[Continuing coverage of the 2009 Singularity Summit.]
The penultimate talk of the first day comes from William Dickens of Northeastern University. He’s talking on “Cognitive Ability: Past and Future Enhancements and Implications.” (Abstract and bio.)
Dickens is extolling the virtues of the embattled IQ test. He says it has more predictive power over a person’s success than any other measure (such as parents’ income). (Somewhere, Charles Murray
‘s ears are burning.) Dickens is discussing the controversy over general
intelligence, and showing how current data seems to indicate that cognitive ability is not very malleable. People, particularly children, can see rapid gains in their abilities if, for example, they move from foster care to adoption, or if they are put in intensive schooling. But the gains eventually disappear once people reach adulthood.
But, he says, there have been many documented cases of countries where the general intelligence level has increased greatly, and stayed that way. Americans have apparently gotten markedly smarter over the last six decades. (Don’t tell Bill Maher.) The gains are uneven: much greater gains in areas of fluid reasoning, with little progress on learned skills like math.
Dickens goes through controversies over these findings — disputes about whether the gains are real, and questions about how they could happen if, as many think, intelligence is mostly general and mostly a matter of genetics. Dickens has found, however, that environment can explain most of the improvement. This makes intuitive sense, he says, as all sorts of aspects of the way we try to improve our skills would not be possible if we couldn’t train and better ourselves. In other words, he says, there is a good reason to believe that practice and training makes us better. (Will he work back to the earlier point about how gained intelligence eventually fades?)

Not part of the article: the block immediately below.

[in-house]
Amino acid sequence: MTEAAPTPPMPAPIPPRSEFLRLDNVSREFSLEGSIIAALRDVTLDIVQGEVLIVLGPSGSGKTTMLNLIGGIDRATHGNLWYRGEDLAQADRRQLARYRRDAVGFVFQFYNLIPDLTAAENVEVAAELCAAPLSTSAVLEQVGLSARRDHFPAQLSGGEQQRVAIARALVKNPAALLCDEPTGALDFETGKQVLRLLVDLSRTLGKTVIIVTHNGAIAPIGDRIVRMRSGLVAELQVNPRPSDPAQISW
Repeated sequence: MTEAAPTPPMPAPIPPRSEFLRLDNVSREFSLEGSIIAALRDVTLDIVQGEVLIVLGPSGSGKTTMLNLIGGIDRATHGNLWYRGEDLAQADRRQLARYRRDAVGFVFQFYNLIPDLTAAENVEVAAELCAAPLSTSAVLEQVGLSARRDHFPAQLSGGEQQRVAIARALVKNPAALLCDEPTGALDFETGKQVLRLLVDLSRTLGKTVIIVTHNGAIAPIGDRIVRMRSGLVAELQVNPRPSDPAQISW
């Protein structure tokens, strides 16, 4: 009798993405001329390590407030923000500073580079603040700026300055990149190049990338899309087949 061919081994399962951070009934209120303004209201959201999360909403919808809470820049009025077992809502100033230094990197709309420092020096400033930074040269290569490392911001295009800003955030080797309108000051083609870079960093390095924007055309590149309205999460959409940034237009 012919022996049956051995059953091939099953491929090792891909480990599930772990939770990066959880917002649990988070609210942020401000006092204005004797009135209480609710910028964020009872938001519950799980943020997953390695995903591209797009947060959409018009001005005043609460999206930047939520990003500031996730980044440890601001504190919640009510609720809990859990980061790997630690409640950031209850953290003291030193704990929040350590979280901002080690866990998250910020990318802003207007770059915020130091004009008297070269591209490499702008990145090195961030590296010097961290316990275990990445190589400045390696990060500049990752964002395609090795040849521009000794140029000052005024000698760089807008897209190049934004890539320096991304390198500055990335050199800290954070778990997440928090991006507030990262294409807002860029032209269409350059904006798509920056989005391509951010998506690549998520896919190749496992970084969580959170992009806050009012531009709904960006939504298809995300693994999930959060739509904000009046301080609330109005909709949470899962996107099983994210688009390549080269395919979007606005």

He’s bringing it together now: Society has gotten smarter. Why? He says it’s not just habits of mind. It’s the fact that training in particular areas actually increases our gray matter, which increases our overall intelligence. As the world becomes faster-paced and more virtual, he says, we think more and more, and our abilities increase even more. (Not too different from Steven Johnson’s argument
.) Cognitive enhancement, Dickens says, is already here.
Intriguing, but, um, can’t our skull only hold so much gray matter and aren’t we pretty close to it already?
October 3, 2009